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[Region A Bluray box.]
AKA: ハル ; Haru
Genre: Romance/Sci-Fi
Length: OAV, 60 minutes
Distributor: Currently licensed by FUNimation, also available streaming on Crunchyroll.
Content Rating: 14+ (Mature themes)
Related Series: N/A
Also Recommended: Stories involving non-humans learning to relate to (and love) humans would be good here; I'll suggest Alice and Zoroku, but there are many more.
Notes: Directed by Ryotaro Makihara

WARNING: SPOILERS! Because this show's "alternative facts" are so important to its story, AND because they are also the source of most of my complaints.



When one of a pair of young lovers is killed in an air disaster, a robot is made into a replica of the deceased and sent to the survivor, to help them work through their feelings of trauma and guilt.


Hal is set in a future of both humanoid robots AND pastoral scenes, and some of those scenes are absolutely gorgeous, particularly scenes set in a Japanese garden, and in a park at dusk. Our leads, Hal (Haru in the Japanese version) and Kurumi are also both attractively rendered. I've absolutely no complaints about the art.

Plotwise, though, I had issues. I've noted before that some shows leave too much unexplained, and Hal seems to me one of the worst offenders. It only runs an hour, and yet it prioritizes things strangely for such a short OVA, spending considerable time on things like the securing by Hal of an unwieldy gift for Kurumi, and also spending some extended time with some elderly women in a care facility. (Some of the ladies are drawn in what I felt to be a grotesquely caricatured style, but maybe it's only my sensitivity as an older person myself.) But other important and/or interesting details get short shrift. I was unclear about the whole thing with the "buttons" (other than that they were some kind of wearable tech), and especially about exactly what Kurumi's "value added" was with them. I didn't have the slightest idea what Hal and his "friend" Ryu were supposed to be DOING in the "dirty job" we see them forced to perform in a flashback. (Though it's interesting that, as Hal explains, humans, NOT robots, are given the most dangerous jobs here because "robots are expensive." Apparently this future Japan also still has the practice of debt inheritance.)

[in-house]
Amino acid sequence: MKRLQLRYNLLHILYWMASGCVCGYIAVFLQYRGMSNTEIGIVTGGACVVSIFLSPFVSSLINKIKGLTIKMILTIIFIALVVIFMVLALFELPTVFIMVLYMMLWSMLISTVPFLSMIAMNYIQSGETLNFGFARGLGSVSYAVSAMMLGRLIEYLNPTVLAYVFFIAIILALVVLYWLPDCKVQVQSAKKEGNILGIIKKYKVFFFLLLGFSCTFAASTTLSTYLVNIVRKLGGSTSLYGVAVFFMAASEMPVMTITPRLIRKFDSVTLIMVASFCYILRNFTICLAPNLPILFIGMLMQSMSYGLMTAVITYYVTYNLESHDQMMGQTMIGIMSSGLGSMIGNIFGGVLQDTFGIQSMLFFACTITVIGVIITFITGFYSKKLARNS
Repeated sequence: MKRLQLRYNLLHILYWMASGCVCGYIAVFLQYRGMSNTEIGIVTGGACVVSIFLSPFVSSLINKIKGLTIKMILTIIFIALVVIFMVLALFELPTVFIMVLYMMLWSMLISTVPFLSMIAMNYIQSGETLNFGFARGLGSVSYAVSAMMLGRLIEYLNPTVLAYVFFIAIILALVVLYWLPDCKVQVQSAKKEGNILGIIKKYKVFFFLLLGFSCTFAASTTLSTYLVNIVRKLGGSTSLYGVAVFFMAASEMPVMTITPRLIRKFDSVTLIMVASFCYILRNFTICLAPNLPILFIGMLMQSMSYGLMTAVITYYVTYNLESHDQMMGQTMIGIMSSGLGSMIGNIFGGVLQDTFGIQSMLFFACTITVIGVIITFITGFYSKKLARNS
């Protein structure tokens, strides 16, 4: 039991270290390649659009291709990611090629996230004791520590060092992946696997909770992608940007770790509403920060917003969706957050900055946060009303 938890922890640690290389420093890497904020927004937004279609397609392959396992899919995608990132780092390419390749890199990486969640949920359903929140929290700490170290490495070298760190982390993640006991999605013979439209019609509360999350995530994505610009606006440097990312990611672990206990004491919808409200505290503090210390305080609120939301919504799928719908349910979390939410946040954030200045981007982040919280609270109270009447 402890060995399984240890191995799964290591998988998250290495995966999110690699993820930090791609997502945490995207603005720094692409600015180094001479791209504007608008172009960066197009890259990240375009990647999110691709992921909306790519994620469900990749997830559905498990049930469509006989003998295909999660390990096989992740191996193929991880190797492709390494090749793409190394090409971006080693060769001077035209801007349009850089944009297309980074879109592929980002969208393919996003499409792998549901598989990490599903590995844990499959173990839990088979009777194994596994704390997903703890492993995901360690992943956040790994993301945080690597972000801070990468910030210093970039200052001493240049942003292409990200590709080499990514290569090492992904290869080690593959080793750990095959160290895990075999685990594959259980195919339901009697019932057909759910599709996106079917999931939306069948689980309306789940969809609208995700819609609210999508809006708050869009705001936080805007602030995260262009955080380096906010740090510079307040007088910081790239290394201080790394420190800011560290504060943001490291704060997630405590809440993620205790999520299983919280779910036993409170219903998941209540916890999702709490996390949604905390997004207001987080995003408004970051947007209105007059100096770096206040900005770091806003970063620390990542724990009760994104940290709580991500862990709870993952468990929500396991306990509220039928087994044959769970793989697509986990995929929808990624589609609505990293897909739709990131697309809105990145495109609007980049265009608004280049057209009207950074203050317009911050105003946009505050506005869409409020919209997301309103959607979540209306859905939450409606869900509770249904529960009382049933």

But there's that whole issue of the show's eventual dramatic change of perspective. While ALL fiction necessarily involves selective reporting- since we're only looking at events related to particular characters' relationships, etc.- we nevertheless still normally expect a writer or director to be at least somewhat objective about what we're being shown, which is why we're so easily fooled when we're presented things in a deliberately deceptive way (e.g., The Sixth Sense.) Hal doesn't engage in THAT sort of biased reporting- in fact, there's one careless remark by a character that gives us a hint of the "truth" long before it's revealed- but I kept wondering if spending so much time on seemingly incidental issues is the show's way of keeping us from figuring out things too soon. Still, even during these "incidental" happenings it becomes clear that things are not being left to pure chance; there's deliberate (if subtle) manipulation going on by the people Hal meets, for the purpose of getting the robot replica and the human into a relationship. But if the "alternative facts" are correct, the people around Hal aren't just being less than completely honest with him- they're actually part of a deep conspiracy of deception.

And that brings me to the core of what's bothering me here: the story does NOT work equally well "both ways." As noted, much deeper conspiracy has to be involved if it's one way rather than the other. One version of the "truth" requires highly sophisticated acting by a party we'd normally expect to be very naïve; the other version doesn't. And there's the whole thing with Ryu- he has very little reaction when he sees Hal with Kurumi. It's surely not because HE'S part of the conspiracy too; I just felt that the show here couldn't show an honest reaction from him because that would immediately give away the game, so it avoids it. And what's with Ryu's big change of heart later? The first impression I got of Ryu was as a "user" who's seeking out Hal to get him out of a jam with some pursuers; the latter are presumably those amoral "dirty jobs" guys who want to press BOTH boys back into service in their horrid enterprises. So not only Ryu, but THOSE guys as well, all suddenly turn altruistic and magnanimous? REALLY?

I've said a really good ending can save a show I'd otherwise tend to be dismissive of, and sure, the ultimate denouement here is, at least, encouraging; but I STILL felt a bit "used" (AND shortchanged) at the end, somehow.

It's just too spare to suit me, and what storytelling there IS seems strangely skewed, even if that IS part of the setup for the 180-degree switch later; but then that switch" didn't work for me either. It's a VERY pretty show though, and the leads are nice kids- or at least ONE of them is...Allen Moody

Recommended Audience: Mature themes, including a tragic death. (I assume that "body" in the box/coffin is just a hologram, since, given the circumstances of the accident, I wouldn't expect much of the actual victim to be left at ALL.) Rightstuf suggests 14+

Version(s) Viewed: Streaming on Crunchyroll.
Review Status: Full (1/1)
Hal © 2013 WIT Studio
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